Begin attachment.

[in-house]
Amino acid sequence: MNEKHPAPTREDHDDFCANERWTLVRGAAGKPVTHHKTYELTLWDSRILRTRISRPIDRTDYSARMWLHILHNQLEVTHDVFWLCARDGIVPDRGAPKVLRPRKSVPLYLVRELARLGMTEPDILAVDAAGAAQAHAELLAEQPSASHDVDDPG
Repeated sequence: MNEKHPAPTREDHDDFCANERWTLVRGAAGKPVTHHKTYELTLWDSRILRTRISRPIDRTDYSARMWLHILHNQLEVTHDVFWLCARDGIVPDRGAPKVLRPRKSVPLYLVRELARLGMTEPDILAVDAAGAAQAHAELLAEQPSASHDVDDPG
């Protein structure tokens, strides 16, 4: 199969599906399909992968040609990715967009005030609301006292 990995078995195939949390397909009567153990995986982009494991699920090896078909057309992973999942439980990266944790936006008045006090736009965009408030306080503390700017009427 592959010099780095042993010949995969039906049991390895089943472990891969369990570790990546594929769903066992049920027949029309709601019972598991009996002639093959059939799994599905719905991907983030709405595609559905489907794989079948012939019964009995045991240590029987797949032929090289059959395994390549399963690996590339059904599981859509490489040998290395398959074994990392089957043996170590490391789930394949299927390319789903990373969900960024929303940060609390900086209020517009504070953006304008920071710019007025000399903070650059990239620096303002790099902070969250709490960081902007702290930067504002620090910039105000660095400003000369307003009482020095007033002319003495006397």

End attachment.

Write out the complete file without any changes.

[in-house]
Amino acid sequence: MNEKHPAPTREDHDDFCANERWTLVRGAAGKPVTHHKTYELTLWDSRILRTRISRPIDRTDYSARMWLHILHNQLEVTHDVFWLCARDGIVPDRGAPKVLRPRKSVPLYLVRELARLGMTEPDILAVDAAGAAQAHAELLAEQPSASHDVDDPG
Repeated sequence: MNEKHPAPTREDHDDFCANERWTLVRGAAGKPVTHHKTYELTLWDSRILRTRISRPIDRTDYSARMWLHILHNQLEVTHDVFWLCARDGIVPDRGAPKVLRPRKSVPLYLVRELARLGMTEPDILAVDAAGAAQAHAELLAEQPSASHDVDDPG
């Protein structure tokens, strides 16, 4: 199969599906399909992968040609990715967009005030609301006292 990995078995195939949390397909009567153990995986982009494991699920090896078909057309992973999942439980990266944790936006008045006090736009965009408030306080503390700017009427 592959010099780095042993010949995969039906049991390895089943472990891969369990570790990546594929769903066992049920027949029309709601019972598991009996002639093959059939799994599905719905991907983030709405595609559905489907794989079948012939019964009995045991240590029987797949032929090289059959395994390549399963690996590339059904599981859509490489040998290395398959074994990392089957043996170590490391789930394949299927390319789903990373969900960024929303940060609390900086209020517009504070953006304008920071710019007025000399903070650059990239620096303002790099902070969250709490960081902007702290930067504002620090910039105000660095400003000369307003009482020095007033002319003495006397």